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Developments within knowledge management and their relevance for the evidence-based movement

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Recent developments in knowledge management theories and practice yield a number of useful lessons for the evidence-based policy and practice movement more widely. Crucially, they draw attention to the need to appreciate individual- and organisational-level factors, and how these interact, in order to create more effective approaches towards the identification, generation and interpretation of evidence. Using the example of the Disability Rights Commission (DRC) in Britain, this article explores fledgling attempts at understanding and managing a range of codified and non-codified knowledge in mediating approaches towards evidence. It additionally demonstrates the need to appreciate the impact of organisational power relations in conditioning individual-level practice in evidence identification and use.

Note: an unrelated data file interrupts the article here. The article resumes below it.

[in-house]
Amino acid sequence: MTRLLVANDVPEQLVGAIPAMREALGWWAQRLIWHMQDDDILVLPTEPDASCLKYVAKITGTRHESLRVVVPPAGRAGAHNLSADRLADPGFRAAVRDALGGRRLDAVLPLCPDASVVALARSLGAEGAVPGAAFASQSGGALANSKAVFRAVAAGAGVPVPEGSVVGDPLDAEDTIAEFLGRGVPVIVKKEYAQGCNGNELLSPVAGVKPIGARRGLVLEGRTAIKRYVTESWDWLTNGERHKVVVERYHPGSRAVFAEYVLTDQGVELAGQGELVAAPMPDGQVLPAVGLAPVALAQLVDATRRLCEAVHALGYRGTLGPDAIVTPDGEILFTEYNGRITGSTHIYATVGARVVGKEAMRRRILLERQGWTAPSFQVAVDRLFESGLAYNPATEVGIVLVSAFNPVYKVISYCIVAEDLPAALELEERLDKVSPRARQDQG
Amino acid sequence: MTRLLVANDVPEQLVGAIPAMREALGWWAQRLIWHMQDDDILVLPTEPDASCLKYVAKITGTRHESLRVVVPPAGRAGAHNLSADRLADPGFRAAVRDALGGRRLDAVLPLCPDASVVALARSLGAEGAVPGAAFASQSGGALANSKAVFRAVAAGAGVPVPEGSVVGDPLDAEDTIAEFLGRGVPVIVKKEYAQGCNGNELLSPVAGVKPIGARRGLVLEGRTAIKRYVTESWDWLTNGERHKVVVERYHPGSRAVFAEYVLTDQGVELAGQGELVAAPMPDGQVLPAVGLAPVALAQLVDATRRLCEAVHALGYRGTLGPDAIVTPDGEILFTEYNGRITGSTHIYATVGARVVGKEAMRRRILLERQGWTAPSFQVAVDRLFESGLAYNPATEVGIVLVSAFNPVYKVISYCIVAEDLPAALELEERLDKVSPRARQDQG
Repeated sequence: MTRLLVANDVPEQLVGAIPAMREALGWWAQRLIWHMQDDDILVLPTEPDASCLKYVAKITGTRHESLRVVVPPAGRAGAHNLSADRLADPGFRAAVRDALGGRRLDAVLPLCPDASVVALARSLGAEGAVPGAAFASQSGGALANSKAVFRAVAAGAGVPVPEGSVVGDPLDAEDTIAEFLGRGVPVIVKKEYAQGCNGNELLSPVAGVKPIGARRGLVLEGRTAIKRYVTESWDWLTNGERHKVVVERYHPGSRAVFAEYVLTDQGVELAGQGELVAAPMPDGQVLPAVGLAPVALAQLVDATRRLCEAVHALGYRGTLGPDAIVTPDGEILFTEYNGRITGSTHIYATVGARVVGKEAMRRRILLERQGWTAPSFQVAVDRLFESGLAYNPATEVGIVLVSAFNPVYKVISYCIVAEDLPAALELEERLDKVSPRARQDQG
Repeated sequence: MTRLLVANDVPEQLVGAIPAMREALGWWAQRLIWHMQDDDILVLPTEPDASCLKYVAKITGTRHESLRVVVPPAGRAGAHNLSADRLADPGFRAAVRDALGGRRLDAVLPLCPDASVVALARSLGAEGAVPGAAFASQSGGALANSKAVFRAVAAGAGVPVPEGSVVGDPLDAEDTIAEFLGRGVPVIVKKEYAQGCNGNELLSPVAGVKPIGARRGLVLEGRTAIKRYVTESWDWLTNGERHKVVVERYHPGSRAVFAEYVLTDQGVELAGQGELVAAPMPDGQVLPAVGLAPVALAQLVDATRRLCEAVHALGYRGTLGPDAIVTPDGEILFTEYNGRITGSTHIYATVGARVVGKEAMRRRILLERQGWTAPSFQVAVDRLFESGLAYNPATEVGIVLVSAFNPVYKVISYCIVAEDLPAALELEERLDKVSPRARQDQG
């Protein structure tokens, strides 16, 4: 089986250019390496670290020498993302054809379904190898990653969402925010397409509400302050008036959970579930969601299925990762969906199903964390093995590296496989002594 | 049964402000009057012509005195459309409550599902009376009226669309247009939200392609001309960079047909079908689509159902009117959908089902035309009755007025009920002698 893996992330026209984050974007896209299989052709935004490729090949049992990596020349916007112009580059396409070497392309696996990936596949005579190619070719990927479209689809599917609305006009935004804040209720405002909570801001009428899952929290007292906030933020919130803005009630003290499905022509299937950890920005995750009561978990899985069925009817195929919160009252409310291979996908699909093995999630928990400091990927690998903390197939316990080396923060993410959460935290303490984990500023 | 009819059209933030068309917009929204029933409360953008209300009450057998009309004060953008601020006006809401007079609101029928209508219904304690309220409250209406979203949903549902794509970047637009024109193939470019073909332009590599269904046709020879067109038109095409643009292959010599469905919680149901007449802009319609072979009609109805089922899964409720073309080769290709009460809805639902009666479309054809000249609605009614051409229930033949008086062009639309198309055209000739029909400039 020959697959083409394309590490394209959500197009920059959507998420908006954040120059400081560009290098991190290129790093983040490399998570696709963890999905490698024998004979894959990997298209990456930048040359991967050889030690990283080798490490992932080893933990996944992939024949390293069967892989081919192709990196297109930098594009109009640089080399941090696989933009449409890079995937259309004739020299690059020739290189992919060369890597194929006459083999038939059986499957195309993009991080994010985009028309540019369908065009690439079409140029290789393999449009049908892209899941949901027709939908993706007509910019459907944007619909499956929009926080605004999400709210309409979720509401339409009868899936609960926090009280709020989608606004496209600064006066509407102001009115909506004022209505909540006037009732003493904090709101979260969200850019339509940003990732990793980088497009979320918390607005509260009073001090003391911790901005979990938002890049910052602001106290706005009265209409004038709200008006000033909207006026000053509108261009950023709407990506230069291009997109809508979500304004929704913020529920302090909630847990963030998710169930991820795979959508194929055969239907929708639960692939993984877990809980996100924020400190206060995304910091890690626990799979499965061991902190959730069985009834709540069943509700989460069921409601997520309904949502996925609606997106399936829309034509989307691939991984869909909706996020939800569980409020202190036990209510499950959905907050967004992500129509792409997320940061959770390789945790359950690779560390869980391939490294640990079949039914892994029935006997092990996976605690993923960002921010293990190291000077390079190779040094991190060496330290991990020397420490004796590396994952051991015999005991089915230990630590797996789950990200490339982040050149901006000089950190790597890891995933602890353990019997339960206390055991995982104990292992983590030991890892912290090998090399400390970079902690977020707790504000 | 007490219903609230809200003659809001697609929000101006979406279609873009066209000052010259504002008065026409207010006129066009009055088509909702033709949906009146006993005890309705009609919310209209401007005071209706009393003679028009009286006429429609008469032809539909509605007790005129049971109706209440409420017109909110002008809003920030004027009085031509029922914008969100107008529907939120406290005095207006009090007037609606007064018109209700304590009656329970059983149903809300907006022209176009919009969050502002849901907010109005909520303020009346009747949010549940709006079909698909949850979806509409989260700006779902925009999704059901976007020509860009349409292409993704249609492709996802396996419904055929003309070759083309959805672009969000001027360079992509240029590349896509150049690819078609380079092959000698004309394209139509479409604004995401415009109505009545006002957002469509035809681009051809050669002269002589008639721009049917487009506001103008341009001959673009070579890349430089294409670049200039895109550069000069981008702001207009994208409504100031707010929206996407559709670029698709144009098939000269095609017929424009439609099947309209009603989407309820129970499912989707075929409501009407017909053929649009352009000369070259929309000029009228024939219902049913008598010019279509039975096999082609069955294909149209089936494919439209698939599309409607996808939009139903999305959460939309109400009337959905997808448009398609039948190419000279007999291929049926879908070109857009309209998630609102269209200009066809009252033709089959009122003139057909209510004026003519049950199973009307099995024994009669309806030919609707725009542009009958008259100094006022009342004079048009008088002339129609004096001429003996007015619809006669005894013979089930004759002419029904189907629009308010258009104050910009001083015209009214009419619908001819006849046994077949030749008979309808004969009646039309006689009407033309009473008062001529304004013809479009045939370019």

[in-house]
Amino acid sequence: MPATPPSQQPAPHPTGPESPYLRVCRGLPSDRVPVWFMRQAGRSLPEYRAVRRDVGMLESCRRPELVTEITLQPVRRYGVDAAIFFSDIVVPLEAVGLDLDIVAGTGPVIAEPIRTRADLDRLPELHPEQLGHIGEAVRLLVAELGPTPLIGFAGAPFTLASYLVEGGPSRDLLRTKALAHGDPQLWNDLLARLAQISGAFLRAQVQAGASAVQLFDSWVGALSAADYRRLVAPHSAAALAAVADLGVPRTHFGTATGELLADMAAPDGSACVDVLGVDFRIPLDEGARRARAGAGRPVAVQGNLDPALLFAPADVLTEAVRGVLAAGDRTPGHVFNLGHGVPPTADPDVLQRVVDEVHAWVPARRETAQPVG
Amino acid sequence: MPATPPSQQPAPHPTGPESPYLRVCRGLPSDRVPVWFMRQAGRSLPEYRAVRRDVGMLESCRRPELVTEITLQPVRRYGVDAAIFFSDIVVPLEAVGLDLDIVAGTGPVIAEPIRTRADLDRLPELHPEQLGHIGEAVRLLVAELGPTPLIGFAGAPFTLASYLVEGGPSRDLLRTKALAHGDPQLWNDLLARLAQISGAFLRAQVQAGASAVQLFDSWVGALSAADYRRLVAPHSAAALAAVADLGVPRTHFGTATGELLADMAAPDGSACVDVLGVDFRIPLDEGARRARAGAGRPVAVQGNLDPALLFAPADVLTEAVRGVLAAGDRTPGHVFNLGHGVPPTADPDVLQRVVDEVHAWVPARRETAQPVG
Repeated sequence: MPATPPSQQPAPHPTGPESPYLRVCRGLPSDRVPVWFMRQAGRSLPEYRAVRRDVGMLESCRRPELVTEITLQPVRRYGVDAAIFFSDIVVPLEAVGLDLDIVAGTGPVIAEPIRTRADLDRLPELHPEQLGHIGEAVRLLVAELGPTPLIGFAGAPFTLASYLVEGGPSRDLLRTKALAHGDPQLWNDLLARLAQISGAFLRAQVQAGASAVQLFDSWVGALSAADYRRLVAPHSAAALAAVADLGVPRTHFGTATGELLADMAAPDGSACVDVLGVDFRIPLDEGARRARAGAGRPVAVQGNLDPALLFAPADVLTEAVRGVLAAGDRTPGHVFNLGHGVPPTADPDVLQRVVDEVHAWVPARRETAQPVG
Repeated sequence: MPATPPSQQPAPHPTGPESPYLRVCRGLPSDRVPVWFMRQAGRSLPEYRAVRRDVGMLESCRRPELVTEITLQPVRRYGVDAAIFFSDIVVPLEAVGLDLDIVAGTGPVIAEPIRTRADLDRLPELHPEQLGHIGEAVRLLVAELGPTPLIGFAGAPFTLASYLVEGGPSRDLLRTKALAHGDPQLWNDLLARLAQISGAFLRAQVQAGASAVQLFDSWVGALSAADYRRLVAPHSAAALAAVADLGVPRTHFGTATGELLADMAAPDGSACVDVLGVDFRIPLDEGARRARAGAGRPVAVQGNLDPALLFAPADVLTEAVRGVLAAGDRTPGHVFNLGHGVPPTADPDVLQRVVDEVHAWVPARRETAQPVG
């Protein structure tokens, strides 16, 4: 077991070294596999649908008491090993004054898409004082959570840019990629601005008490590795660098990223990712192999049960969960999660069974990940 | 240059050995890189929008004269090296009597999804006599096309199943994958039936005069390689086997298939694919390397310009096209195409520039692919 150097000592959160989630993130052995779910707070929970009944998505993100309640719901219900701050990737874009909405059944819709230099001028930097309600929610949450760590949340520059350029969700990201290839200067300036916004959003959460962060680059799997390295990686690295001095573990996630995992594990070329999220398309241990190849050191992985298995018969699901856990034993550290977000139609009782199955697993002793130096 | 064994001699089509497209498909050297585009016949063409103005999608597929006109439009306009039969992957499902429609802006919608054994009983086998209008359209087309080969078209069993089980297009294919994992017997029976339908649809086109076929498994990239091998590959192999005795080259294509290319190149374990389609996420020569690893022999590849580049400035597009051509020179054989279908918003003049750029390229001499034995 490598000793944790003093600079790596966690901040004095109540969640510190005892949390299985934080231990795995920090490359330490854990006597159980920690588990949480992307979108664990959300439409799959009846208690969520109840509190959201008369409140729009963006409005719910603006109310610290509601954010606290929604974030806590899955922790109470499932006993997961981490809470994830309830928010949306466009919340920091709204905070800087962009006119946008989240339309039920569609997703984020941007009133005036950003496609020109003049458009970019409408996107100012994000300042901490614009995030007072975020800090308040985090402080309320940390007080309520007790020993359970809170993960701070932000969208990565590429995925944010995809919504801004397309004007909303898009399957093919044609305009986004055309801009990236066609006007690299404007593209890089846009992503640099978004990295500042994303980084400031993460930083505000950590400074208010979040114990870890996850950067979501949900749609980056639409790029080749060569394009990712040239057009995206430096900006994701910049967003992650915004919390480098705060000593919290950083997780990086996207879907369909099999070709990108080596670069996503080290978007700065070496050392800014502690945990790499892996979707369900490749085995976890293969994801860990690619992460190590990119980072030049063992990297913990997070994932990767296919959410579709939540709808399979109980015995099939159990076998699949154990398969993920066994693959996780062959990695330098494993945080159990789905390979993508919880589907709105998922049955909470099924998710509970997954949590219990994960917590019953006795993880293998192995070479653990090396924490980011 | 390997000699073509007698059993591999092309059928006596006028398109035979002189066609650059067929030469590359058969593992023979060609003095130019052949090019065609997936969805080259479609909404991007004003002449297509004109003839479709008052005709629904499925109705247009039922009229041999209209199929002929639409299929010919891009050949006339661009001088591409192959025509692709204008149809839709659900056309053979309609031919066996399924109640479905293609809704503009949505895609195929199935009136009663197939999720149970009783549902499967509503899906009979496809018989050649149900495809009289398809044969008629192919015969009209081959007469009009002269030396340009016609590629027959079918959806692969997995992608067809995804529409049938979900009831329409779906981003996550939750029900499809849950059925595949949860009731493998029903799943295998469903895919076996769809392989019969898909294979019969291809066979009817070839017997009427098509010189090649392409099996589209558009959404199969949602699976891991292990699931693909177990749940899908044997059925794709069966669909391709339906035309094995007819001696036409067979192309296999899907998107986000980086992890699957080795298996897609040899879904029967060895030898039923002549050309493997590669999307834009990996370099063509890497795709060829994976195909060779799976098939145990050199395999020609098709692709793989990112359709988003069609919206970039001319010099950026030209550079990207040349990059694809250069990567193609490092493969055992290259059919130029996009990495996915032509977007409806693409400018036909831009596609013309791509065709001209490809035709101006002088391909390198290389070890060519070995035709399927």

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Keywords: CODIFIED AND NON-CODIFIED KNOWLEDGE; KNOWLEDGE MANAGEMENT; ORGANISATIONAL POWER RELATIONS

Document Type: Research Article

Publication date: 2008-08-01

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UA-1313315-21
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